“A journey of a thousand miles starts in front of your feet.”
— Lao Tsu
The Great Arc Project
More than two hundred years ago, on April 10, 1802, the British surveyor Col. William Lambton began an ambitious, audacious and mathematically meticulous scientific odyssey at St. Thomas Mount in Madras (now Chennai). It took four decades to be completed. The project ended on the foothills of the Himalayas. Lambton carefully laid the baseline, which stretched across a distance of 12 kilometres between St. Thomas Mount and another hillock in the southern direction, for the "measurement of the length of a degree of latitude" along a longitude,” in the middle of peninsular India.
This 12-km-long horizontal at about sea level grew into what is known as the Great Indian Arc of the Meridian, a gigantic geometric web of 'triangulations' roughly along the 78° longitude across the entire length of the subcontinent covering a distance of about 2,400 km in the north-south direction.
At the end of this massive and perilous exercise, which consumed "more lives than in most contemporary wars" and involved tomes of calculations and equations more complex than any in the pre-computer age, it was conclusively proved in 1843 that the Himalayas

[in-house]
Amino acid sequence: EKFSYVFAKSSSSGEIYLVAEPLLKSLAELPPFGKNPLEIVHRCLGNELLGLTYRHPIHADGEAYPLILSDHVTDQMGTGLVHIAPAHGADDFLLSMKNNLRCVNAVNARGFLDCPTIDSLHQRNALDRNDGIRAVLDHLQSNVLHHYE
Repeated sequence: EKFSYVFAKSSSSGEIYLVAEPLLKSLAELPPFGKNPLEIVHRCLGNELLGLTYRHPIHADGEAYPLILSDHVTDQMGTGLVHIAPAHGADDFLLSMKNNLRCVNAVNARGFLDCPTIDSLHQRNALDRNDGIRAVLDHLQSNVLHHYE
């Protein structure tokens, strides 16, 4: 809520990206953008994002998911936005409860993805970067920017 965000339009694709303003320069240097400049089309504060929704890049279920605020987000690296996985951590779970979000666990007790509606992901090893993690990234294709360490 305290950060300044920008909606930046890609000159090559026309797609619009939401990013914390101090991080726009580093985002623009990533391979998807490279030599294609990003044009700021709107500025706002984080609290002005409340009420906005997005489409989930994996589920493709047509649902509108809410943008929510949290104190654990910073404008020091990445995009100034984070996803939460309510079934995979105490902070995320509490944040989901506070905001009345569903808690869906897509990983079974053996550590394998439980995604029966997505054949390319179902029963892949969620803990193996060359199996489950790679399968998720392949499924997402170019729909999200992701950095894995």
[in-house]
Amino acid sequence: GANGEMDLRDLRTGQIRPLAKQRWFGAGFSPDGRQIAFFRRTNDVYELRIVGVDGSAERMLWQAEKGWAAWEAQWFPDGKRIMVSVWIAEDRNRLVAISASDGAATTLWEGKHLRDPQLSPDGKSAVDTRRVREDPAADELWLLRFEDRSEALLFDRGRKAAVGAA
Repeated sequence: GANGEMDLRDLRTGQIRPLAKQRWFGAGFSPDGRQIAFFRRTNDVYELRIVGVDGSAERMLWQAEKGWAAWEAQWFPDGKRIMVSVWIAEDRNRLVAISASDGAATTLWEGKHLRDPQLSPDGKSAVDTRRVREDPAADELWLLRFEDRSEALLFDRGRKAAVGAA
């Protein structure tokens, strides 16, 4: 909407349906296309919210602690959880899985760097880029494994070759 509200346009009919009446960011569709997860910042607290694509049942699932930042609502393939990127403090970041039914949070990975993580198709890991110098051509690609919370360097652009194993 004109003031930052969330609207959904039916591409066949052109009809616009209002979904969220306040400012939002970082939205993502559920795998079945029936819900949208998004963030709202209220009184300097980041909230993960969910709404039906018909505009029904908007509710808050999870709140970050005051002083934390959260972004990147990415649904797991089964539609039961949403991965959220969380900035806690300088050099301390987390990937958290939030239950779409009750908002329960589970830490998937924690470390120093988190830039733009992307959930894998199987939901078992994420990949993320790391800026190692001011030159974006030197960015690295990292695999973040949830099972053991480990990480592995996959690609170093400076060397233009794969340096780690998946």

constituted a mountain range that was higher than the Andes, until then believed to be the highest. It also established the height of the highest point on the earth, what is now called Mount Everest.
The girl saved a hundred fellow tourists from the tsunami because of a geography lesson about the giant waves. Tilly Smith urged her family to get off Maikhao beach in Thailand after seeing the tide rush out and boats on the horizon bob violently. Tilly told the media that credit for her quick-thinking should go to Andrew Kearney, her geography teacher at her school.
We may not understand all about the mysterious ways of the world around us but at least we can begin to think like Albert Einstien who said ‘the most incomprehensible thing about the world is that it is comprehensible’. Geography is a subject that helps us make sense of the natural world around us. Many of us have distasteful memories of geography as a subject that makes us learn and locate capital cities on the map. An image that needs to be corrected.
Learning from landscapes
Learning begins from right where you are. Observing and understanding the natural lay of the land around us is the first thing that we ought to do, but most often dont. Natural and man-made landscapes teach us a lot about how we interact with nature.
A map is a picture of a place. It gives you a better understanding of that place. It is a two-dimensional representation of a particular place. Maps are made for many reasons and, therefore, they vary in content and context. Different maps show different information. Different symbols are used to represent the features of the environment on a map.